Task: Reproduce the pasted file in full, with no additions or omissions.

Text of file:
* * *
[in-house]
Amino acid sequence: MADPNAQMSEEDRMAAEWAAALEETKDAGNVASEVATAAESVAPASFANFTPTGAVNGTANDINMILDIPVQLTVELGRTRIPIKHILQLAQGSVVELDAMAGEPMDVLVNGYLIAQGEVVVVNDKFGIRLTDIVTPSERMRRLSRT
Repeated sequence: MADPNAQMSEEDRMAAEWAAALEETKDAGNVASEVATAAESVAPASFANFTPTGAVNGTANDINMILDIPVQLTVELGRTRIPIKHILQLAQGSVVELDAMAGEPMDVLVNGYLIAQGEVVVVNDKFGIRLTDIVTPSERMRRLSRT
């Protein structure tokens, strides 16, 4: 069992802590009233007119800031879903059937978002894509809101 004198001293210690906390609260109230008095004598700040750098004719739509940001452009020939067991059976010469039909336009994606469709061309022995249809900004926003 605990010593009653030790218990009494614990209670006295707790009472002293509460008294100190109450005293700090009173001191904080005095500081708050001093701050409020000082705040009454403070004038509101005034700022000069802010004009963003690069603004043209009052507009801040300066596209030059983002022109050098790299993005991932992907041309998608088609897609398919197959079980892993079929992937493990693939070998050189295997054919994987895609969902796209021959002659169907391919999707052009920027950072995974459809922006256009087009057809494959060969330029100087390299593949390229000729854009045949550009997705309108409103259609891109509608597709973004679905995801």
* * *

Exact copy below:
[in-house]
Amino acid sequence: MADPNAQMSEEDRMAAEWAAALEETKDAGNVASEVATAAESVAPASFANFTPTGAVNGTANDINMILDIPVQLTVELGRTRIPIKHILQLAQGSVVELDAMAGEPMDVLVNGYLIAQGEVVVVNDKFGIRLTDIVTPSERMRRLSRT
Repeated sequence: MADPNAQMSEEDRMAAEWAAALEETKDAGNVASEVATAAESVAPASFANFTPTGAVNGTANDINMILDIPVQLTVELGRTRIPIKHILQLAQGSVVELDAMAGEPMDVLVNGYLIAQGEVVVVNDKFGIRLTDIVTPSERMRRLSRT
């Protein structure tokens, strides 16, 4: 069992802590009233007119800031879903059937978002894509809101 004198001293210690906390609260109230008095004598700040750098004719739509940001452009020939067991059976010469039909336009994606469709061309022995249809900004926003 605990010593009653030790218990009494614990209670006295707790009472002293509460008294100190109450005293700090009173001191904080005095500081708050001093701050409020000082705040009454403070004038509101005034700022000069802010004009963003690069603004043209009052507009801040300066596209030059983002022109050098790299993005991932992907041309998608088609897609398919197959079980892993079929992937493990693939070998050189295997054919994987895609969902796209021959002659169907391919999707052009920027950072995974459809922006256009087009057809494959060969330029100087390299593949390229000729854009045949550009997705309108409103259609891109509608597709973004679905995801």